At the Mall

They built it, and everybody came.

From the moment Ridgedale shopping mall first opened its doors in 1974, it became the place to see and be seen. All the kids went there.

Where downtown Minneapolis—with its whirling Mary Tyler Moore Show backdrop—was once the hangout destination, Ridgedale immediately displaced it. It’s crazy to even imagine now, but our parents thought nothing of letting us hop on a city bus to spend a Saturday afternoon downtown rifling through books at B. Dalton, grabbing an ice cream cone at Baskin-Robbins in the IDS Crystal Court, or taking in a matinee at the Skyway theater. As long as we were home by dinnertime, everything was cool.

But Ridgedale shook things up. Since I worked at Super Sam’s evenings after school and weekends, I wasn’t always able to take the Dartillac, Mom’s car. If Steve was working at Koney Island, I’d catch a ride with him in his new Camaro, or with Chad in his Triumph TR6. But when those weren’t an option, I got on the bus.

On Thursday, Oct. 6, 1977, I rode the bus to Ridgedale for my 7 p.m. shift, then Mom picked me up at 10:30. That night I reported in the diary I was falling behind in my homework. The following Saturday Dad drove me to the mall in his yellow International Scout, where Joe and Matt worked the back line with me. Mom had the pickup shift later that afternoon.

Obviously the mall lost a lot of its original appeal after I started at Sam’s. In late summer the folks sent us to Ridgedale to shop for new school clothes at The County Seat, or the swankier Chess King. Mom often came along to make sure we weren’t wasting time playing pinball or foosball at Piccadilly Circus, the amusement parlor with video games like Pong and, later, Space Invaders.

After Piccadilly, there were three other favorite places. You needed a crowbar to pry me out of B. Dalton Bookseller. One time I gravitated toward a two-volume softcover set of The Notebooks of Leonardo da Vinci. The notations, translated from Italian, along with detailed illustrations, captivated me. I had to have those books! After I’d saved up the money, I still remember the day I proudly made the purchase.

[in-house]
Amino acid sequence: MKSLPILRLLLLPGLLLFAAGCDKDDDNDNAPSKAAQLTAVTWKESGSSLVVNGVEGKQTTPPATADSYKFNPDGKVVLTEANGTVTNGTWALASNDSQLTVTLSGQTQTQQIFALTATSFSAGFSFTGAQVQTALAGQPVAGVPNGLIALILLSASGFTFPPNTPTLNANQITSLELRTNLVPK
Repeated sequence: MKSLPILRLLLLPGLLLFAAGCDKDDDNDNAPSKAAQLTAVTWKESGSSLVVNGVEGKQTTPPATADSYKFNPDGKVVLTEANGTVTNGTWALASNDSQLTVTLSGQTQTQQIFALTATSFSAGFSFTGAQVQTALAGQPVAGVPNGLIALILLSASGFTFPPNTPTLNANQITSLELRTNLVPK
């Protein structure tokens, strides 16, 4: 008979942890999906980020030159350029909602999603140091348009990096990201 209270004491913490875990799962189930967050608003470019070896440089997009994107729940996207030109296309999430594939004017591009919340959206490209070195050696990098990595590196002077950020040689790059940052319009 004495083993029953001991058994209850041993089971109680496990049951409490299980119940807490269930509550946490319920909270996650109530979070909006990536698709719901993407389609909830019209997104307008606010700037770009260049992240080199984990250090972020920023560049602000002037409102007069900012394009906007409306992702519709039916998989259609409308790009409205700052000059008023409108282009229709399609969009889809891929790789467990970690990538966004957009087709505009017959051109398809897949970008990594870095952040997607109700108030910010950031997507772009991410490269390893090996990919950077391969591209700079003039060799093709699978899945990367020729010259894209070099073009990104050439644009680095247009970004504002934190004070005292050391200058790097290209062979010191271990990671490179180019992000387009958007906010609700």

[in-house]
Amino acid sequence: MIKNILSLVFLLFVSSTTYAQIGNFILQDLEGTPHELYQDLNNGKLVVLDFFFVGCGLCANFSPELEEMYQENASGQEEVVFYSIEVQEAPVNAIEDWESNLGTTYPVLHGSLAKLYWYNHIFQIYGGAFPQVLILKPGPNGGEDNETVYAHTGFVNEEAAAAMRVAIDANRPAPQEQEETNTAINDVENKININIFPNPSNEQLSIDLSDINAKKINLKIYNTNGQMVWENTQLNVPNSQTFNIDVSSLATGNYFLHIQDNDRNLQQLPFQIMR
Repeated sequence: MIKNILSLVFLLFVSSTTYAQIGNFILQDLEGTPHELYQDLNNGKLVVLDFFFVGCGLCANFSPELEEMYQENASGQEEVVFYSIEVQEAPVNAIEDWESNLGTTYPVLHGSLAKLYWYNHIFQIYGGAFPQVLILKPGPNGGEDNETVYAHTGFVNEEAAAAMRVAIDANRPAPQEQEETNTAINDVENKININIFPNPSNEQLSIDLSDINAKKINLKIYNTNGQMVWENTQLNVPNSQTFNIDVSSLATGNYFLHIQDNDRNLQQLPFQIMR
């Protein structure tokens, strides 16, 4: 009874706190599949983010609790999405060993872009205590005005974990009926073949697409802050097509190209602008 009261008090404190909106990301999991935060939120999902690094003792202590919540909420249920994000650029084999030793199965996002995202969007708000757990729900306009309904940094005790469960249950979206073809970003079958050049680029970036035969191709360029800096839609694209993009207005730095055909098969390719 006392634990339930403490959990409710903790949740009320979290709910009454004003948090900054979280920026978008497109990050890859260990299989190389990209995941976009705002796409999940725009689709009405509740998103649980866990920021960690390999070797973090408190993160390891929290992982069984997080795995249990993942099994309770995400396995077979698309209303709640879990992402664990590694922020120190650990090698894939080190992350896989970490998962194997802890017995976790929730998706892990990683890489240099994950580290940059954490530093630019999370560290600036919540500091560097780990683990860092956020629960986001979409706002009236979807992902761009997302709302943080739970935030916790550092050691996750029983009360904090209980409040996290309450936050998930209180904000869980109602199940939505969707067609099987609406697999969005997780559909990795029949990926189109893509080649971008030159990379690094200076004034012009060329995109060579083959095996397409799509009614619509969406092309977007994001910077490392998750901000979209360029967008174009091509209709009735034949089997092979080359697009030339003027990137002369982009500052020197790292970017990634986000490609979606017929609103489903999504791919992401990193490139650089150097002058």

The second stopoff in the pre-Sam heydays was Schmitt Music Center. I’d play piano until a sales clerk shooed me away, or join Mom when she was debating whether to trade up our upright piano for an organ. When she’d decided the organ was less “percussive” (read: noisy) than the piano, it was a done deal.

Finally, no trip to the mall was complete without visiting Spencer Gifts. Ridgedale shoppers were immediately assaulted by black lights, gag gifts, and amazingly cool rock t-shirts. I, however, made a beeline to the magic section. Once, in junior high, I lingered over a set of magic playing cards. I recall getting ribbed by Dan Rogers after I’d scored them. That brought on the shame and self-doubt: Had I really made a wise buying decision?

So I’m reminded of advice Ray Bradbury once gave after boyhood friends convinced him to destroy his beloved Buck Rogers comics: “[It was] like giving away my head, my heart, my soul, and half a lung … I grieved and I cursed myself for having so dumbly tossed aside what was, in essence, the greatest love of my life. Imagination. Romance. Intuition. Love.”

Maybe magic wasn’t “the greatest love of my life,” but it aroused my curiosity. And curiosity at a young age is fleeting at best, especially with all the insecurity that comes with being a teenager.

High school life was like a mall you walked through: it’s there, built for you—with distracting people and things, but it’s also where you discover new passions and interests. …That is, until someone tells you they don’t think they’re right for you.

Later, you’re a working stiff, all so that you entirely forget those passions and interests.

That’s the point when you can’t wait to get back on the bus and get the hell out of there.

[Above image “Sultan’s Castle” © 664030 via Flickr]

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~ by completelyinthedark on July 21, 2012.

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